Kaness took over from Eric Koger as CEO in 2015, when the company needed a more experienced CEO at the helm; Susan Gregg Koger says Eric was asked to step down by the company’s investors. She became the company’s Chief Creative Officer, a role she remained in until November 2016, she tells Jezebel. “After getting Matt up to speed, and getting Lizz Wasserman, our fashion director, up to speed, I felt like I finally had a chance to step away from the business.” (As a condition of agreeing to comment for this story, Gregg Koger and Wasserman requested that we make their full interview available; you can read that here.)

Kaness came from Urban Outfitters, where he was Chief Strategy Officer. Several of his immediate decisions involved plus-sizes and their representation on the site; the company announced in October 2015 that they would remove the plus-size section from the site to create a more “inclusive” shopping experience.

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The move was well-intentioned, past employees say, and designed to help plus-size women feel less alienated when shopping in the real life pop-up “fit stores” the company started rolling out that year.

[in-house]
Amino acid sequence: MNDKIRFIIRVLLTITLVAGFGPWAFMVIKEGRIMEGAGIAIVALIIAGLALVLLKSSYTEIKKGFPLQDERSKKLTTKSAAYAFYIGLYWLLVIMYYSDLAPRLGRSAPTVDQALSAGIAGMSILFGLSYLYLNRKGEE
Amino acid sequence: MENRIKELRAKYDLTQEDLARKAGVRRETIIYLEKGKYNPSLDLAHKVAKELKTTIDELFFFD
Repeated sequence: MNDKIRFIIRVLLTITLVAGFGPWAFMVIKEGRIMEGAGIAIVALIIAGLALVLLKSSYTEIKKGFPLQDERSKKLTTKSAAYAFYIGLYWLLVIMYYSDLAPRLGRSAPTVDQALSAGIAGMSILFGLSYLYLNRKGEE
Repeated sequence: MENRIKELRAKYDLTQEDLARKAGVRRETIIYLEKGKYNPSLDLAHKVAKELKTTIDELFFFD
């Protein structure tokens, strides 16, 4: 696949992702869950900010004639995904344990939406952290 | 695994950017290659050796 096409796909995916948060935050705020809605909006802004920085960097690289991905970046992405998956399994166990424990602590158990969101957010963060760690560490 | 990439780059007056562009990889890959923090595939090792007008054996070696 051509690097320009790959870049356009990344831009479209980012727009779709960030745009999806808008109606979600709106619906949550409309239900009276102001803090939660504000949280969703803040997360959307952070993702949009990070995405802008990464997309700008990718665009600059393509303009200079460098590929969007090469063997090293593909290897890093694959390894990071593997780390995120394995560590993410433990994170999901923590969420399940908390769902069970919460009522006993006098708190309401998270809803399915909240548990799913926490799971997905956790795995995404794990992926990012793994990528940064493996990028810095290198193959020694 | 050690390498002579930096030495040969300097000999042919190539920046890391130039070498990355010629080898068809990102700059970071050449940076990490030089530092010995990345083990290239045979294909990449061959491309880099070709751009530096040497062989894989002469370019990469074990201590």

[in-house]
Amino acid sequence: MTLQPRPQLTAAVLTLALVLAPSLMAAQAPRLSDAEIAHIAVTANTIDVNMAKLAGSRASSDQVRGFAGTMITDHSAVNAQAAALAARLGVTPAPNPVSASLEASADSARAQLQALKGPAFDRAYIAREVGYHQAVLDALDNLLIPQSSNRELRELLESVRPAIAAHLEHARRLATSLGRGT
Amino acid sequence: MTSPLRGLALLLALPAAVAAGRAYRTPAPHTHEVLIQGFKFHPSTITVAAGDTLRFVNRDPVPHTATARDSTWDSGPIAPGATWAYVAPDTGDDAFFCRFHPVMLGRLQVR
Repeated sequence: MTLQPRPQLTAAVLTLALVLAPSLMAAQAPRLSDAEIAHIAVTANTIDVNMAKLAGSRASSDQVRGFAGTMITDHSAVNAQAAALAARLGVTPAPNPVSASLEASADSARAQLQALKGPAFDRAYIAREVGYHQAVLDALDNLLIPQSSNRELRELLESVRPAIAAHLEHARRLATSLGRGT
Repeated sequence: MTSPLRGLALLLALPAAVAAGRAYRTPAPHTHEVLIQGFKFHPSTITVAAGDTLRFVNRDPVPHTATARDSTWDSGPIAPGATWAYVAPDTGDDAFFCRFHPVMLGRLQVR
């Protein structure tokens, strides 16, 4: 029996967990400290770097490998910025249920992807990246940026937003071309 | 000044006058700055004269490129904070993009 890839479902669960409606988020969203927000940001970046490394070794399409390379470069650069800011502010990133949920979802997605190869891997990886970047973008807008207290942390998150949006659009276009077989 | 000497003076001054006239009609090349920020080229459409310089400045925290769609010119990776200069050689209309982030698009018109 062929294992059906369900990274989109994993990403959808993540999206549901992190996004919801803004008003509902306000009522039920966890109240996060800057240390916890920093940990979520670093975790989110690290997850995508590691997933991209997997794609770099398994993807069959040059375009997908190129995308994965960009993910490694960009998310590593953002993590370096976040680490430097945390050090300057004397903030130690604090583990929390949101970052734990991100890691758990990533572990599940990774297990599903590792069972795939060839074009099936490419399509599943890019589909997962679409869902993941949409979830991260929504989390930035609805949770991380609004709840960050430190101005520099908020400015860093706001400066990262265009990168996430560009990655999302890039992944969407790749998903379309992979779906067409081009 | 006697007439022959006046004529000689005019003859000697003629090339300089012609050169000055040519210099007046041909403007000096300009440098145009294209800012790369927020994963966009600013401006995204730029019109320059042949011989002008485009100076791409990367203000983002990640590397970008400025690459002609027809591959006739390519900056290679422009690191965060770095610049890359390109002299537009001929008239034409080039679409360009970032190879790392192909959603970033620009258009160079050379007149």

“Plus is not a term that we love,” Koger is quoted as saying in a Today Show article from the time. “In the [fashion] industry, it stands for taking a segment of customers and making them an ‘other.’ And as a person, it never feels good to be excluded in any way... We really feel like shopping categories should be defined by types of clothing, not types of bodies.”

Online, though, past ModCloth employees say the move didn’t make sense, and seemed to reflect the CEO’s discomfort with plus-sizes.

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“It was [Kaness’s] decision to remove plus from the website,” one employee who recently left the company says. “That’s when we all really started to think he was not a great fit. A lot of us who’d been there for a really long time and were women who weren’t a size two ourselves—who were part of the demographic we were speaking to—felt it was a bad move and was going to make shopping for more difficult.” Kaness, she says, responded by saying he was “offended by the term ‘plus,’” as she remembers it.